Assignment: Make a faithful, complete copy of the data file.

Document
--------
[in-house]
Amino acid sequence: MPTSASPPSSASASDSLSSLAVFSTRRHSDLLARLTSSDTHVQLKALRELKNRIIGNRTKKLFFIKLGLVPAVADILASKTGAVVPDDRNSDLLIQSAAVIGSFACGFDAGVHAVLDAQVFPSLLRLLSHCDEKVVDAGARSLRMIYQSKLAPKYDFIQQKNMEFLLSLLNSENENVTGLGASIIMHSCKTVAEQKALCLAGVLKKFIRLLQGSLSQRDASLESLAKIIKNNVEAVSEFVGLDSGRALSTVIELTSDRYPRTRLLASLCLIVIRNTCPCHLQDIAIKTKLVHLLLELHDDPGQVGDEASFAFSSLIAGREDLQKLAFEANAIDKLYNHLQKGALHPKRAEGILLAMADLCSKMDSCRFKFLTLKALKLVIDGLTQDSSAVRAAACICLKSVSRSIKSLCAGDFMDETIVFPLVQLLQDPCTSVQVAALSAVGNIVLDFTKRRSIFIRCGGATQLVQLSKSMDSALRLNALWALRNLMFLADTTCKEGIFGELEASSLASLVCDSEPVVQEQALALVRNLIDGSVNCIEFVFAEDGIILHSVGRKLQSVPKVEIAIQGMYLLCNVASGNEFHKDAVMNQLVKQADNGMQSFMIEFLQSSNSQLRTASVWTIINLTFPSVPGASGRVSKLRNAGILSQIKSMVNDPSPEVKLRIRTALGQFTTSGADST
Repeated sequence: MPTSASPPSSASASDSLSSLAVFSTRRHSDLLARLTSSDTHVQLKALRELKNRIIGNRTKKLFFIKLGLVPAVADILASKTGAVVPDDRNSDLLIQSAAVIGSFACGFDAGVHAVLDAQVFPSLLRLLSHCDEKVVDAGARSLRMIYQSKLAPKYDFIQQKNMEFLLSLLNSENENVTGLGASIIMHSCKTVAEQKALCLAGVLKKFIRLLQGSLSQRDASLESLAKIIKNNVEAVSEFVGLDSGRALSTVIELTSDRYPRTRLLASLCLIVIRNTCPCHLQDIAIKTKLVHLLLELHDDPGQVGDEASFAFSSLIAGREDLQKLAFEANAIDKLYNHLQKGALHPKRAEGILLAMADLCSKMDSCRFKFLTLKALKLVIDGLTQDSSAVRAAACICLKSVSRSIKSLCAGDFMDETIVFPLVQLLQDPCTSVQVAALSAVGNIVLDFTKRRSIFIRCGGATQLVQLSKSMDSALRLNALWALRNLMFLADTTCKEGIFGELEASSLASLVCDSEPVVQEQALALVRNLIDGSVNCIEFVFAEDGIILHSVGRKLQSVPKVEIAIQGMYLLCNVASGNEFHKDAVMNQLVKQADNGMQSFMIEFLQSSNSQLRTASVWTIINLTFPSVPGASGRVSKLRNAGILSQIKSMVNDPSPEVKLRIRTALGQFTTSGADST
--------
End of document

[in-house]
Amino acid sequence: MPTSASPPSSASASDSLSSLAVFSTRRHSDLLARLTSSDTHVQLKALRELKNRIIGNRTKKLFFIKLGLVPAVADILASKTGAVVPDDRNSDLLIQSAAVIGSFACGFDAGVHAVLDAQVFPSLLRLLSHCDEKVVDAGARSLRMIYQSKLAPKYDFIQQKNMEFLLSLLNSENENVTGLGASIIMHSCKTVAEQKALCLAGVLKKFIRLLQGSLSQRDASLESLAKIIKNNVEAVSEFVGLDSGRALSTVIELTSDRYPRTRLLASLCLIVIRNTCPCHLQDIAIKTKLVHLLLELHDDPGQVGDEASFAFSSLIAGREDLQKLAFEANAIDKLYNHLQKGALHPKRAEGILLAMADLCSKMDSCRFKFLTLKALKLVIDGLTQDSSAVRAAACICLKSVSRSIKSLCAGDFMDETIVFPLVQLLQDPCTSVQVAALSAVGNIVLDFTKRRSIFIRCGGATQLVQLSKSMDSALRLNALWALRNLMFLADTTCKEGIFGELEASSLASLVCDSEPVVQEQALALVRNLIDGSVNCIEFVFAEDGIILHSVGRKLQSVPKVEIAIQGMYLLCNVASGNEFHKDAVMNQLVKQADNGMQSFMIEFLQSSNSQLRTASVWTIINLTFPSVPGASGRVSKLRNAGILSQIKSMVNDPSPEVKLRIRTALGQFTTSGADST
Repeated sequence: MPTSASPPSSASASDSLSSLAVFSTRRHSDLLARLTSSDTHVQLKALRELKNRIIGNRTKKLFFIKLGLVPAVADILASKTGAVVPDDRNSDLLIQSAAVIGSFACGFDAGVHAVLDAQVFPSLLRLLSHCDEKVVDAGARSLRMIYQSKLAPKYDFIQQKNMEFLLSLLNSENENVTGLGASIIMHSCKTVAEQKALCLAGVLKKFIRLLQGSLSQRDASLESLAKIIKNNVEAVSEFVGLDSGRALSTVIELTSDRYPRTRLLASLCLIVIRNTCPCHLQDIAIKTKLVHLLLELHDDPGQVGDEASFAFSSLIAGREDLQKLAFEANAIDKLYNHLQKGALHPKRAEGILLAMADLCSKMDSCRFKFLTLKALKLVIDGLTQDSSAVRAAACICLKSVSRSIKSLCAGDFMDETIVFPLVQLLQDPCTSVQVAALSAVGNIVLDFTKRRSIFIRCGGATQLVQLSKSMDSALRLNALWALRNLMFLADTTCKEGIFGELEASSLASLVCDSEPVVQEQALALVRNLIDGSVNCIEFVFAEDGIILHSVGRKLQSVPKVEIAIQGMYLLCNVASGNEFHKDAVMNQLVKQADNGMQSFMIEFLQSSNSQLRTASVWTIINLTFPSVPGASGRVSKLRNAGILSQIKSMVNDPSPEVKLRIRTALGQFTTSGADST